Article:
Mountain View, California-based iHealth Lab, a subsidiary of Chinese medical device company Andon Health, showed off three new smartphone-enabled, wearable health devices at CES in Las Vegas this week: a blood pressure monitoring vest, an ambulatory ECG device that sticks to the wearer's bare chest, and a wristworn pulse oximeter device.
None of the devices have FDA clearance yet and no pricing details have been disclosed yet either. If FDA clearances are secured on time, the company expects the three devices to ship in the second half of 2014. The company said that the FDA clearances are in process now.
Wearable BP Monitor: iHealth's original product was its smartphone-enabled blood pressure cuff and dock which first launched in early 2011. The company's blood pressure devices have taken a few different form factors since but the latest one is certainly a departure. This ambulatory blood pressure monitor from iHealth is worn inside a vest that provides 24-hour monitoring of blood pressure without changing the wearer's normal routine. The company says the device can take recordings every 15 minutes, 30 minutes, 45 minutes, every hour, or every two hours. This type of all-day and all-night measurement is helpful in better understanding nocturnal hypertension, "white-coat" hypertension, or resistant hypertension, which is when medications don't seem to work, according to the company. The device can store 200 readings but connects to Android and iOS devices via Bluetooth.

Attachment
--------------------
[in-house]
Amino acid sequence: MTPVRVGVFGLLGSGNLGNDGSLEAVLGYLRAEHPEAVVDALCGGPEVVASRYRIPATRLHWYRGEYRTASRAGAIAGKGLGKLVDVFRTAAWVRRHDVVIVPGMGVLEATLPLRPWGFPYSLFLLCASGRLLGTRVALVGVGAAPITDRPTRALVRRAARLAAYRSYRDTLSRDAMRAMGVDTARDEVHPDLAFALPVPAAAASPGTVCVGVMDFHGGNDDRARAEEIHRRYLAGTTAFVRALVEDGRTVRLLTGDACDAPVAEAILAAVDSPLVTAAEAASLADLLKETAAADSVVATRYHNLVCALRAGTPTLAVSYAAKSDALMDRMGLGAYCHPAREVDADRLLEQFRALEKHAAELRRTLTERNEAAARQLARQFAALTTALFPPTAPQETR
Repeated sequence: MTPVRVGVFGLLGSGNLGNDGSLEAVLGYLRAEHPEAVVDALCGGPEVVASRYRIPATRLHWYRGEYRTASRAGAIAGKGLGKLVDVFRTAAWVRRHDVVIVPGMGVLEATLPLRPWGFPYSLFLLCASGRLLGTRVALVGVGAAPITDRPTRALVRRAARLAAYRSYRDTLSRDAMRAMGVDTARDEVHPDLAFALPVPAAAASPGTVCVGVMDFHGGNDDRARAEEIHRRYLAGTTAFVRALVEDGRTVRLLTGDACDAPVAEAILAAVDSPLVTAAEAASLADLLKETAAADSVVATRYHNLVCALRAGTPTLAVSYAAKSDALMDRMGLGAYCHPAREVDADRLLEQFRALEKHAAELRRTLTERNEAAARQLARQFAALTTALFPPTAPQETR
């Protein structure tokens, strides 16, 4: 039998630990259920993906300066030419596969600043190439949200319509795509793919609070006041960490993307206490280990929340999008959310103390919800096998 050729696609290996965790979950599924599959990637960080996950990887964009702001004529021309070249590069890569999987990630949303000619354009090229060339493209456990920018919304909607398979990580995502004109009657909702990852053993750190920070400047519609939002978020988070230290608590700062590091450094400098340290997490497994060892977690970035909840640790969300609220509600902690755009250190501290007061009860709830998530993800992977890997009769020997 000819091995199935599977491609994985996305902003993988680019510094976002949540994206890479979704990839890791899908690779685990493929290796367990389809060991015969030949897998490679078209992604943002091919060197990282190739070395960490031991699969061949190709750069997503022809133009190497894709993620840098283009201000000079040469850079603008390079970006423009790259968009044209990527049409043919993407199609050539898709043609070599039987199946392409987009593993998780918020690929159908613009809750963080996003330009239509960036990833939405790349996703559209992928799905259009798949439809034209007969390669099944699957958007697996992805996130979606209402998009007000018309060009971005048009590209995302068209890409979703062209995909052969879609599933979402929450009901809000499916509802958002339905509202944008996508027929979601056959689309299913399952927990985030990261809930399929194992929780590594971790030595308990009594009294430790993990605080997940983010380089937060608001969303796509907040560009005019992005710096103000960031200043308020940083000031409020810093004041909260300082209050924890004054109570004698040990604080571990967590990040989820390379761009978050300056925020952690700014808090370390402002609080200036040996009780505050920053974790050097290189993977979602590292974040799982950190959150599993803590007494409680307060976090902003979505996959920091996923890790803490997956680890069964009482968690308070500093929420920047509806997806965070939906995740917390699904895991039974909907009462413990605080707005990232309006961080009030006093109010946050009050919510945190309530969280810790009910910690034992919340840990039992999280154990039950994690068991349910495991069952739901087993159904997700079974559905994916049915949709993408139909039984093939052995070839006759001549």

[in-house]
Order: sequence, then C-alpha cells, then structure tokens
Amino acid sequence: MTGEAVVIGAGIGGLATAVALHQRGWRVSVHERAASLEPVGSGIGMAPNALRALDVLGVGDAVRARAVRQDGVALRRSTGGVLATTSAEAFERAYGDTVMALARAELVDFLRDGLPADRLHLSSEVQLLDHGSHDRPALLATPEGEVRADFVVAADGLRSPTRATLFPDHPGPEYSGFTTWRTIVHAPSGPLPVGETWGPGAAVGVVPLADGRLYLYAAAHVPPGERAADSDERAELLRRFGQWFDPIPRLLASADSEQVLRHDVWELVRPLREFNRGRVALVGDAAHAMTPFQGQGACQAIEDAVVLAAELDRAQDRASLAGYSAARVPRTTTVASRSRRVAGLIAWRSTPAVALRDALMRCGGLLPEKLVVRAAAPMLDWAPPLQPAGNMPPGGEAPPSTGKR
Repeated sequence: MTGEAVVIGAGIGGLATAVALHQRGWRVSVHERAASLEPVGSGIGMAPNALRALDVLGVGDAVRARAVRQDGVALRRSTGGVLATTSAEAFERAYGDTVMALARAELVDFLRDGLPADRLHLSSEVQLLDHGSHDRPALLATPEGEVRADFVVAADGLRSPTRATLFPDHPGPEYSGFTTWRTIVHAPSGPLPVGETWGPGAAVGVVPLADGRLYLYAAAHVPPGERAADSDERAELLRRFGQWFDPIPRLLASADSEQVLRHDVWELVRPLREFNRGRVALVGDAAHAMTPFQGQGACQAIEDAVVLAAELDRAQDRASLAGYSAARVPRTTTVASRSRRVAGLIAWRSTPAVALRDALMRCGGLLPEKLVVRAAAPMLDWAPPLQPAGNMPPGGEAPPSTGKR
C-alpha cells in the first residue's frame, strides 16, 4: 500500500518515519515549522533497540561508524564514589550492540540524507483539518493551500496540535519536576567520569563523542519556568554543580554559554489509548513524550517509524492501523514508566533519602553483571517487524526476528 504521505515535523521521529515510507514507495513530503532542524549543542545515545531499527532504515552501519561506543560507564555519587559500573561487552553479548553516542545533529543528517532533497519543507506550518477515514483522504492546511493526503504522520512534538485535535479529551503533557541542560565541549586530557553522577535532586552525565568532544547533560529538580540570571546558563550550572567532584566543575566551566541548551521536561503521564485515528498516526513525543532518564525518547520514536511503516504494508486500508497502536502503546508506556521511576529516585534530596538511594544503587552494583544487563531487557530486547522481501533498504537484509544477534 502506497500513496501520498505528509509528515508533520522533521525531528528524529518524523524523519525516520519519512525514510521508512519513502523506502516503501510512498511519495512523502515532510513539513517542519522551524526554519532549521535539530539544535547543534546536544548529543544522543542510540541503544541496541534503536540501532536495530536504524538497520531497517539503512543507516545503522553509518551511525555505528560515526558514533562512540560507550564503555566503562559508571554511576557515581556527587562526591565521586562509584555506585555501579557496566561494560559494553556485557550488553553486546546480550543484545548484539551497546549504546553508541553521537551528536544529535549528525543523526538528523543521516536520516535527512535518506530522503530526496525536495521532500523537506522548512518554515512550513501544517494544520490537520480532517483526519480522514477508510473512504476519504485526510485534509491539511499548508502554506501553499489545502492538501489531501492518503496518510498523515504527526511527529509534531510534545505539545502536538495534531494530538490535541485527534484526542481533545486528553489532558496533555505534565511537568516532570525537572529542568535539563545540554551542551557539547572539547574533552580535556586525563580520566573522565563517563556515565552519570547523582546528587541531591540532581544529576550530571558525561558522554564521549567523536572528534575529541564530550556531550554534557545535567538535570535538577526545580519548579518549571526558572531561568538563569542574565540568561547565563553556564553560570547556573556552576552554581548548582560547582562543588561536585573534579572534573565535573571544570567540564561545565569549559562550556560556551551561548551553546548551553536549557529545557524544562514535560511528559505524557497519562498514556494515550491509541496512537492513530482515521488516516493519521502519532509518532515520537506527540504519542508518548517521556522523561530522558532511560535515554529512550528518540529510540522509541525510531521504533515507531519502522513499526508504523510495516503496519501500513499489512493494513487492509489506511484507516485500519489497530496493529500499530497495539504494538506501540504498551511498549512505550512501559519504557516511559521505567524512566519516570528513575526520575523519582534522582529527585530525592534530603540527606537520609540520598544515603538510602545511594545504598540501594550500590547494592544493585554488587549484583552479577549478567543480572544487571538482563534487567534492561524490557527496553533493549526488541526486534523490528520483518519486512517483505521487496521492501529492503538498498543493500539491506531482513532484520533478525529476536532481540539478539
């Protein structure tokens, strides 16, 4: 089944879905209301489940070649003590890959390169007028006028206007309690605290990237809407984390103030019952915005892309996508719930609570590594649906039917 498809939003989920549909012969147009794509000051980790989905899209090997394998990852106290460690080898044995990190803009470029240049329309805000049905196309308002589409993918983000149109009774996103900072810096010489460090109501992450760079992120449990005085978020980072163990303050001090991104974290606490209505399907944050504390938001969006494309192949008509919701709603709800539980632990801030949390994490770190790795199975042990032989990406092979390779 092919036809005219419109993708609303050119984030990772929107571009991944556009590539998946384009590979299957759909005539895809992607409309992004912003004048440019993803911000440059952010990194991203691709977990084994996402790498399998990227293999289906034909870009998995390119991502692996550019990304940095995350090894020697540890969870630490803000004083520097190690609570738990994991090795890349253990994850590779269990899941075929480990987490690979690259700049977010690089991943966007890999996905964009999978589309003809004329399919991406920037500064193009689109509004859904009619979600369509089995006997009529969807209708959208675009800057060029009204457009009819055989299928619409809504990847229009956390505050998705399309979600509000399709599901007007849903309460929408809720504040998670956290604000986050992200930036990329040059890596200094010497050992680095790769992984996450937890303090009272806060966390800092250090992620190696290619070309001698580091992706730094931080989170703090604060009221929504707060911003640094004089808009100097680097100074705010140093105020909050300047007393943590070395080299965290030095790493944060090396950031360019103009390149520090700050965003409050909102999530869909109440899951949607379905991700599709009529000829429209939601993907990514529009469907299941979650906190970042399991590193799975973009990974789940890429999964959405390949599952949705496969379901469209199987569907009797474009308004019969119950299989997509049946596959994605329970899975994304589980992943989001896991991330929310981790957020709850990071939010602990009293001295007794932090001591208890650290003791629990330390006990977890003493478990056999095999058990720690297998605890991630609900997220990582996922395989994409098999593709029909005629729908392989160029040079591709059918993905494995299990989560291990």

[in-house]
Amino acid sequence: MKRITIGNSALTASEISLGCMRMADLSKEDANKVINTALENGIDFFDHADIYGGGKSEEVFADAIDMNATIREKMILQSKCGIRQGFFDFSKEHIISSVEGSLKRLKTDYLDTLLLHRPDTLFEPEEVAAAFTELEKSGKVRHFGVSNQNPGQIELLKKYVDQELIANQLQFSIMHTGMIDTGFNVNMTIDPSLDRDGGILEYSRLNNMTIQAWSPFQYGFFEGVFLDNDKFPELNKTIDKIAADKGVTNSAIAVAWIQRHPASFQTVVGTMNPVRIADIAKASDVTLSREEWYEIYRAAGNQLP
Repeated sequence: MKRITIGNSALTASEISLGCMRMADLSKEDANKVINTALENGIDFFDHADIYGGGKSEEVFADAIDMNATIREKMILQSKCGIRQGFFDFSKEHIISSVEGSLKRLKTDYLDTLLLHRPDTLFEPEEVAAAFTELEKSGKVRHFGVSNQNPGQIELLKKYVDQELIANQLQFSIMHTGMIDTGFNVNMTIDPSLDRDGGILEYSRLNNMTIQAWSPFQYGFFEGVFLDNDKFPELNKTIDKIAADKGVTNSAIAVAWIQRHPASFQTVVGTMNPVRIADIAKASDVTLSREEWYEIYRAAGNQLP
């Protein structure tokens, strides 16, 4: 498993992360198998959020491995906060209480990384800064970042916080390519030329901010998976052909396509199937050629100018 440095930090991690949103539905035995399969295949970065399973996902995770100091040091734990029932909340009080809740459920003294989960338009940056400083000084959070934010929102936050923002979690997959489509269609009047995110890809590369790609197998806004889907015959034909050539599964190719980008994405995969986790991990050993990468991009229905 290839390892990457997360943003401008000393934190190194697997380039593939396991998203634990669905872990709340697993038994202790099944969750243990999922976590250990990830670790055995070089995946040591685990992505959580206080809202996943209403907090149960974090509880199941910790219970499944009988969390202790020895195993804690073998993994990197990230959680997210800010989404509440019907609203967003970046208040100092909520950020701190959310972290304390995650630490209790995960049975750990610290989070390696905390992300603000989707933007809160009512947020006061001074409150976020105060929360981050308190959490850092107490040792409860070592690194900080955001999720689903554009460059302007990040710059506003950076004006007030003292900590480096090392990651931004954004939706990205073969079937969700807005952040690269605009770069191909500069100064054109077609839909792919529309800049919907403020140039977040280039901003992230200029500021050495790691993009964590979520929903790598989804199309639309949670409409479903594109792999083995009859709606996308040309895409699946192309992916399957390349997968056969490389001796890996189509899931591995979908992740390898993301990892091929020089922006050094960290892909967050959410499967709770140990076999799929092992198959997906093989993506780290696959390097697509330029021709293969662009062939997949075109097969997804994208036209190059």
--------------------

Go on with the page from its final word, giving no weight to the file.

Continuous heart monitor: iHealth also offered up a new wireless ambulatory ECG device that sticks to the user's chest thanks to a disposable, adhesive patch and can be worn under clothing. The device will be used for detecting arrhythmia or abnormal heart rate or rhythm. This one uses Bluetooth 4.0 BLE, according to the company, to transfer data to an iOS device. No word on Android compatibility but it looks to be an iOS and PC-only device as of now. It can store 72 hours of data, iHealth says. Adam Lin, iHealth's president, told MobiHealthNews in an email that the device will launch with an app that loops the provider into the data.
Wristworn pulseox: Finally, iHealth unveiled a pulse oximeter device that continuously monitors blood oxygen saturation and pulse rate via a fingertip sensor that connects to a wristband, which has it's own dedicated screen. The company says these kinds of devices are often used to detect obstructive sleep apnea syndrome and chronic obstructive pulmonary disease. It also has Bluetooth 4.0 BLE and works with iOS and some Android devices. It stores about 1,000 hours of data, according to iHealth.
iHealth plans to integrate the data from these new personal health devices with free companion smartphone apps just like it does with its other devices.